New Online Tool Measures Economic Impact of N.Y. Districts on Communities, Regions, State
It’s commonplace in the business world for companies to highlight the economic impact of their operations on the community and state where they are located or where they want to set up shop. In the K-12 world, not so much.
But now in New York state, school districts can demonstrate the economic benefits—aside from the educational value—that they bring to their area. The Association of School Business Officials of New York has created a digital tool that allows every district to focus attention on the jobs they create—both inside and outside the district—and the income and taxes generated related to district activity.
As a whole, school districts in the state generate 602,000 jobs, with 360,000 employees directly working for school districts, earning $30.7 billion in income, according to the database. The spending of school districts and their employees produces an additional $14.6 billion in income from an estimated 242,000 related jobs in New York state and the combined income of both groups produces $2.4 billion in income tax and $1.1 billion in sales tax, according to calculations by the ASBO New York digital tool.
Michael Borges, the executive director of the ASBO New York, said his own background in economic development made him wonder why school districts couldn’t follow the example of private industry. The group hired a consultant to run the numbers and create the database.
“It’s typical for companies coming into the community to demonstrate their economic impact and why they deserve public support,” Borges said. “I thought schools could do the same thing.”
In New York state, voters go to the polls to approve the school district budget, and the data highlighted with this tool could help taxpayers, school boards and lawmakers recognize the array of benefits districts bring to a community, Borges said.
“It’s a good way to garner public support to demonstrate that the value and investment being made is worth that support,” he said. “It helps show voters and taxpayers that not only are schools providing an education to the future workforce, but there’s an immediate economic impact.”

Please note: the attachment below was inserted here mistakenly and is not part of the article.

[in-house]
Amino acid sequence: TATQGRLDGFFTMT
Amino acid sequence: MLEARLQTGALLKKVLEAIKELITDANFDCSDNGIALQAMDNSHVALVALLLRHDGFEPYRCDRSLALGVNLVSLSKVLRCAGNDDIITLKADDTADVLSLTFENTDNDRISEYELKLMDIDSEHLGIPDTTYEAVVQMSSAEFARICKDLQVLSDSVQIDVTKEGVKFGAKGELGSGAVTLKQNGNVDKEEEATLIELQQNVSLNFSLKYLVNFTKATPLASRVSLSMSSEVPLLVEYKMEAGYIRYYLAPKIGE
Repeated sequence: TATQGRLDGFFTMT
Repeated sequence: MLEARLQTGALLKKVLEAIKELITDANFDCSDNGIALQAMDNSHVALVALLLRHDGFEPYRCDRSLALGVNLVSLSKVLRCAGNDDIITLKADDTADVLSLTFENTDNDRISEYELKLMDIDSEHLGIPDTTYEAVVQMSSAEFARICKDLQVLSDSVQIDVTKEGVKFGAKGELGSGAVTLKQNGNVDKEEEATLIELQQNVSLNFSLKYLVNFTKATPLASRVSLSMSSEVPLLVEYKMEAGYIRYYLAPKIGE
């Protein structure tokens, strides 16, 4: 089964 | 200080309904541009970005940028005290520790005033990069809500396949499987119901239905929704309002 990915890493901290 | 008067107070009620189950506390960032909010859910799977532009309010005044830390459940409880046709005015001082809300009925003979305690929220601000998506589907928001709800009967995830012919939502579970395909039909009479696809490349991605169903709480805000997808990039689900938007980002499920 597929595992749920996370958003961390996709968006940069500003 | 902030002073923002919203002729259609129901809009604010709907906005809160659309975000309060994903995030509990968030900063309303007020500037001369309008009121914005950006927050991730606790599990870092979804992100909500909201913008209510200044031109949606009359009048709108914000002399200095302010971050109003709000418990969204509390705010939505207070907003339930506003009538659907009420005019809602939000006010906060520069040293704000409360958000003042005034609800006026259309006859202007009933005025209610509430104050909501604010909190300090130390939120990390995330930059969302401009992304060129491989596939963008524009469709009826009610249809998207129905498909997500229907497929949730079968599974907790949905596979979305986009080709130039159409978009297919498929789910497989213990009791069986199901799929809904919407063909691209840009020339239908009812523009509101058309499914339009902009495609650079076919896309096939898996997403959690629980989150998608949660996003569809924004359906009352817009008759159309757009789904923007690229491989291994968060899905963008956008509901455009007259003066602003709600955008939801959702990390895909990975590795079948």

The tool also lists the economic impact of school districts both regionally and statewide.
For example, searching the 9,300-student Albany City, N.Y. district shows that the district directly employs 2,000 people, but through its purchase of goods and services and personal spending by employees, the district is responsible for 1,100 additional jobs in the region.
According to the database, those 3,100 jobs generate $169 million in income, resulting in tax revenues of $8.7 million in state income tax and $4.2 million in sales tax.
In comparison, the New York City school district employs about 88,000 people and is responsible for 66,000 additional jobs in the New York City region, generating $16.2 billion in income. This creates an estimated $852 million in state income tax in total and $367 million in sales tax.
Looking at Schools Through an Economic Lens
Some organizations have tried to make the link between the education of students and improved economic status, particularly internationally. In a 2018 Education Week Commentary piece, researcher Eric A. Hanushek argued that his work has highlighted a clear link between countries’ scores on international math and science exams and their economic growth rates. In a 2008 study of 50 countries, Hanushek and other researchers found that each additional year of average schooling increased a country’s average 40-year rate in gross domestic product by about .37 percentage points.
Gerald Crisci, the director of technology at the 4,800-student Scarsdale, N.Y. school district in a suburb of New York City, looked at the information provided by the online tool. While he doubted it would sway a voter likely to cast a ballot against a school budget, it could be important information for state and local leaders to have, he said.
According to the database, the Scarsdale district employs 800 people and its use of goods and services and employee spending is responsible for 700 additional “spillover jobs.” These 1,500 jobs generate $126.2 million in income, according to the ASBO tool.
Borges said the digital tool could easily be replicated by other states and he hopes the effort will be copied elsewhere.
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